The ageing red brick facade of the partially-roofless Manchester Mayfield Railway Station is visible from platform 13 and 14 of the northern city’s impressive Piccadilly Station. Also known as the Mayfield Depot, the former station has been the subject of numerous ambitious proposals with the most recent prospect being a cultural venue similar to the Old Truman Brewery in London.
Mayfield Station on Fairfield Street was originally opened by the London and North Western Railway in 1910 to alleviate pressure on Piccadilly’s predecessor, Manchester London Road. In its heyday, Mayfield was a relief station, linked to neighbouring London Road via a footbridge.
The station became redundant in 1960 when London Road was reopened after extension work and renamed Manchester Piccadilly. In 1970, Mayfield Station began a second career as the Mayfield Depot, serving a Royal Mail sorting office which had been built nearby. But the Mayfield Depot closed in 1986 and, three years later, the tracks were removed and the former station was abandoned.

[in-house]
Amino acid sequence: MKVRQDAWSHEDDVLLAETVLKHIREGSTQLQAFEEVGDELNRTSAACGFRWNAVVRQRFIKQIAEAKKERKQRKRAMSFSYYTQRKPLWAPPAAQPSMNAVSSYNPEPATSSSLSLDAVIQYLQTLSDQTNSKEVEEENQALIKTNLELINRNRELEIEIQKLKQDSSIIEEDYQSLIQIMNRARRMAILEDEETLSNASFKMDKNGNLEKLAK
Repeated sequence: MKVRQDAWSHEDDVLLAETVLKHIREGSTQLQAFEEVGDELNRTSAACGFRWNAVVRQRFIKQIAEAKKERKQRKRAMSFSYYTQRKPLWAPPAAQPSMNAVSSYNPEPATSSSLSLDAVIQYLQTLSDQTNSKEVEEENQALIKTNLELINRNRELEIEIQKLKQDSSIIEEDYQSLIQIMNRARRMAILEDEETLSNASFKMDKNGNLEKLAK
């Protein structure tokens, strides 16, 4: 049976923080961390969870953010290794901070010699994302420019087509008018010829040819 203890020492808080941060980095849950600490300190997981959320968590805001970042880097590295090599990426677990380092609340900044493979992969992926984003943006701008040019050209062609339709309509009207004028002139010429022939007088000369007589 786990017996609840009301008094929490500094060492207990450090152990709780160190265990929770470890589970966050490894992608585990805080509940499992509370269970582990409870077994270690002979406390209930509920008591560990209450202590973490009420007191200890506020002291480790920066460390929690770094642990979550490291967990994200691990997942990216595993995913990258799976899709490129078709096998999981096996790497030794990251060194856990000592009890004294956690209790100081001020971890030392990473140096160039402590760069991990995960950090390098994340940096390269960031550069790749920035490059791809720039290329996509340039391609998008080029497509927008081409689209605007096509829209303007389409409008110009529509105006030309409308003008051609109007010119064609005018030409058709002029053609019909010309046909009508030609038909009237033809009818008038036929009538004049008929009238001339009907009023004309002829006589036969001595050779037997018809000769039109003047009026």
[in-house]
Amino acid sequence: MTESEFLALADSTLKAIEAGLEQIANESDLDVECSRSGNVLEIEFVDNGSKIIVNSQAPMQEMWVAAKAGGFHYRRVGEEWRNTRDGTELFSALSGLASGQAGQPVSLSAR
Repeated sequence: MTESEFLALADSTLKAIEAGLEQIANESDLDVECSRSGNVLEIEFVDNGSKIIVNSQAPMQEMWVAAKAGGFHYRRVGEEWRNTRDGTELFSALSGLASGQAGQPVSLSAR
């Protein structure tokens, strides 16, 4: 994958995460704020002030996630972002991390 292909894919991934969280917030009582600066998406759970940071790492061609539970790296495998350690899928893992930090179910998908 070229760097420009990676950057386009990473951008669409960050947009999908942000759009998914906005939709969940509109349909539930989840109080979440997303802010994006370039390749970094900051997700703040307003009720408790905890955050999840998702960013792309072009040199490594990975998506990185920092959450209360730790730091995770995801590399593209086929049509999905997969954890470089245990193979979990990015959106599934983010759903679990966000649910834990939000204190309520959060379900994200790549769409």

Mayfield was considered important enough to be repaired after suffering bomb-damage during World War Two but now its wooden floors are dangerously brittle and an internal fire has gutted some parts of the four-platform station. After the structure successfully featured in the 2013 Manchester International Festival, the Mayfield Depot Partnership planned to transform the location into a unique cultural space which may even become a 2015 venue for Manchester’s popular Warehouse Project club nights.